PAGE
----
At age 61, pianist John Taylor has finally made his major label debut as a leader. But then again, Rosslyn doesn't really have a chieftain. Taylor, who has been a sideman since the 1970s, seems not to mind sharing his rostrum with his two bandmates: bassist Marc Johnson and drummer Joey Baron.
The British-born Taylor gained early recognition with John Surman, before becoming the house pianist at Ronnie Scott's club. Critical acclaim came with the group Azimuth (with Kenny Wheeler and Norma Winstone) who applied minimal or pulse music to improvisation. Last decade he sat in as the anchor for Peter Erskine's trio with bassist Palle Danielsson.
This trio, originally named John Taylor's New York Trio five years ago, gets together whenever the three musicians find themselves in the same city. Its trinity, an equilateral triangle, is a stasis of beauty. Taylor plus Marc Johnson, the great Bill Evans' last bassist, and Joey BaronMr. Downtownshare duties here. Johnson, known for his lyrical playing, doesn't keep strict time here. None of the players do in a formal sense. The players are so familiar with the material that the pulse is often simply understood.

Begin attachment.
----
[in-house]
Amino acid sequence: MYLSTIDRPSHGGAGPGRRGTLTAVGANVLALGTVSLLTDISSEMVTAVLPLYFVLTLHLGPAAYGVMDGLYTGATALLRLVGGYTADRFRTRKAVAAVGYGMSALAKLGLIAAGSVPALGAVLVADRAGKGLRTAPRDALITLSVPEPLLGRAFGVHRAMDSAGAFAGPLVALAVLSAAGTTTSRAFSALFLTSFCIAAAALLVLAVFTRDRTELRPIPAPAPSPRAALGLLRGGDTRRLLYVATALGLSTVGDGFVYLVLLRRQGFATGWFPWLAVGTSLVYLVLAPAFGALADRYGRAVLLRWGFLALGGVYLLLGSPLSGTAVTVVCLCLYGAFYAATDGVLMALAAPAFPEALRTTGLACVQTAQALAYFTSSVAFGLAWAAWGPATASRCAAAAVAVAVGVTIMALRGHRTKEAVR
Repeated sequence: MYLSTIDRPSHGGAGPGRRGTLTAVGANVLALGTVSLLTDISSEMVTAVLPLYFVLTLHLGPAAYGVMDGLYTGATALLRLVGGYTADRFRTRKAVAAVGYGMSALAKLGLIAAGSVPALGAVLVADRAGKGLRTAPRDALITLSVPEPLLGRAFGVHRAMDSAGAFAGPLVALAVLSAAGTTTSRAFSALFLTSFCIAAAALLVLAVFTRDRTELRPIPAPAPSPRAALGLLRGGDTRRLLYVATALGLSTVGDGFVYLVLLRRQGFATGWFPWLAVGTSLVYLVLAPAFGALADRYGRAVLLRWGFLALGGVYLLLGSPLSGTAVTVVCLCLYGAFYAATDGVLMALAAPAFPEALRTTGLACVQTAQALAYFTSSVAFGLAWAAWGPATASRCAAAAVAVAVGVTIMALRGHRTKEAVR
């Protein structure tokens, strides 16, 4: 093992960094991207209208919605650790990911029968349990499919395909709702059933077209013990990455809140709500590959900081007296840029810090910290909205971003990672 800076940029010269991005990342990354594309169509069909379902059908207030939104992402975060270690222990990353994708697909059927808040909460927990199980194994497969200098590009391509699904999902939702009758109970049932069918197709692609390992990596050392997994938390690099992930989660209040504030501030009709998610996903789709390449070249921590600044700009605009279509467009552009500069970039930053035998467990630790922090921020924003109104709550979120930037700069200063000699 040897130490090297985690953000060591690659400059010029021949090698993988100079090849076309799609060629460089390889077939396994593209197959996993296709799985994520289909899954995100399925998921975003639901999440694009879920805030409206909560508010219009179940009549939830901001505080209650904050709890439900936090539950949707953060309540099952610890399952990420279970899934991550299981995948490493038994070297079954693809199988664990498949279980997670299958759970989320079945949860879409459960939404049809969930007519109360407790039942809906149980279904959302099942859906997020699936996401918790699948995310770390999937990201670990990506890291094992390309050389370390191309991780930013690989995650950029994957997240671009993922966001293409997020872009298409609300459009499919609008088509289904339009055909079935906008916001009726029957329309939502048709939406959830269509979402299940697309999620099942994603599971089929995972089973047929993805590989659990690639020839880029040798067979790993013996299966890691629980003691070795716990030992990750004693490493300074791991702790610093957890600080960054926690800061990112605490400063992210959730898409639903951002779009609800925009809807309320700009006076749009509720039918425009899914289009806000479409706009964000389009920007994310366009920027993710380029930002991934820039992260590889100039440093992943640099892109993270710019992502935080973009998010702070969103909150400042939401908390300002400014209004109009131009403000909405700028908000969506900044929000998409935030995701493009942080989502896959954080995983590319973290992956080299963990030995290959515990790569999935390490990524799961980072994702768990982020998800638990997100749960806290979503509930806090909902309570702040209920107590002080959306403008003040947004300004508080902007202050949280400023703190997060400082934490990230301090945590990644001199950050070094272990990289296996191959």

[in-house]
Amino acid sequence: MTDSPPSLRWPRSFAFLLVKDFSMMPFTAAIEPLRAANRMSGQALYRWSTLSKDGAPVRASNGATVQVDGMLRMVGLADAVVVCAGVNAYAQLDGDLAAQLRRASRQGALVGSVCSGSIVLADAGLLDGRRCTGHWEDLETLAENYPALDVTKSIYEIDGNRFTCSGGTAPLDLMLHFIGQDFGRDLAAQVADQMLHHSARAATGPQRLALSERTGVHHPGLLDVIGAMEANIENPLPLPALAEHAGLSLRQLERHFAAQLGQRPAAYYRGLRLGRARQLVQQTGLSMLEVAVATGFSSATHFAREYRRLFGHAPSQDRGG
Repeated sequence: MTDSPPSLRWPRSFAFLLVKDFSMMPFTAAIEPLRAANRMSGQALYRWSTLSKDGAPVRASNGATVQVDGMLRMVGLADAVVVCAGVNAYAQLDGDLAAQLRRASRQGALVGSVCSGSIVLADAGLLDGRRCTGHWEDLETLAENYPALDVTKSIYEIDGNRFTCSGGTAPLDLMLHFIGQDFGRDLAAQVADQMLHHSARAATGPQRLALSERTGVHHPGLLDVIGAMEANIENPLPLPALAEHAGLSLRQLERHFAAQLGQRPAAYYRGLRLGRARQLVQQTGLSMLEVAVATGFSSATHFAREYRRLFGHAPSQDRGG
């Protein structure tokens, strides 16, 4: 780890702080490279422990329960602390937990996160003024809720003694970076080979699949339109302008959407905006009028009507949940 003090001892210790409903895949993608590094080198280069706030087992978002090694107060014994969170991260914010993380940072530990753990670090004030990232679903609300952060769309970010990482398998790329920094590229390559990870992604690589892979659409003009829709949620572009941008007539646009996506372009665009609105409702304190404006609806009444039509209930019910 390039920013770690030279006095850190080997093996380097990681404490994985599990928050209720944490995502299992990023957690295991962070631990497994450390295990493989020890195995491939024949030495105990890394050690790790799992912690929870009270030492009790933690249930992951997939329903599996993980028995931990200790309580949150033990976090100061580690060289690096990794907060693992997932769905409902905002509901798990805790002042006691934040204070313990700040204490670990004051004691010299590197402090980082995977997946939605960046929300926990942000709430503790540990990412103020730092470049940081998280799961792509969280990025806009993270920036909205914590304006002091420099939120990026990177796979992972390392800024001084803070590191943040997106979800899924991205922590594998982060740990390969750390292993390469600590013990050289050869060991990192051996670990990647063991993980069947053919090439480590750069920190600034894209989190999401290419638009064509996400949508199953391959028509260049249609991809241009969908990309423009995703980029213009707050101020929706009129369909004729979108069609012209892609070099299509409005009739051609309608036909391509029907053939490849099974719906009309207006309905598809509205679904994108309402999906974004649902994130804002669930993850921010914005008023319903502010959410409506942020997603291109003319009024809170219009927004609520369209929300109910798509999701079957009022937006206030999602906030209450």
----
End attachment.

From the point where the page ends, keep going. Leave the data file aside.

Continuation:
The music was written by Taylor, plus Ralph Towner's "Tramonto," Kenny Wheeler's "Ma Bel" and the standard "How Deep Is The Ocean." For the familiar standard, the band drops hints throughout, only revealing its familiar melody at the end. This is music that if made by the bands Sigur Ros, Radiohead, or Portishead would just come off just teenage angst. In the hands of these musicians it is true courage. The title track, a repetition of a simple pattern that turns slowly and gains momentum, calls for a meditation or prayer response. Even in the contemplative "Between Moons," the band emanates an unsullied joy. Johnson's bass hasn't resonated with this much purpose since he recorded with Bill Evans.
Fans of Evans, Keith Jarrett, and Brad Mehldau will find much to like here.
Personnel: John Taylor: piano; Marc Johnson: bass; Joey Baron: drums.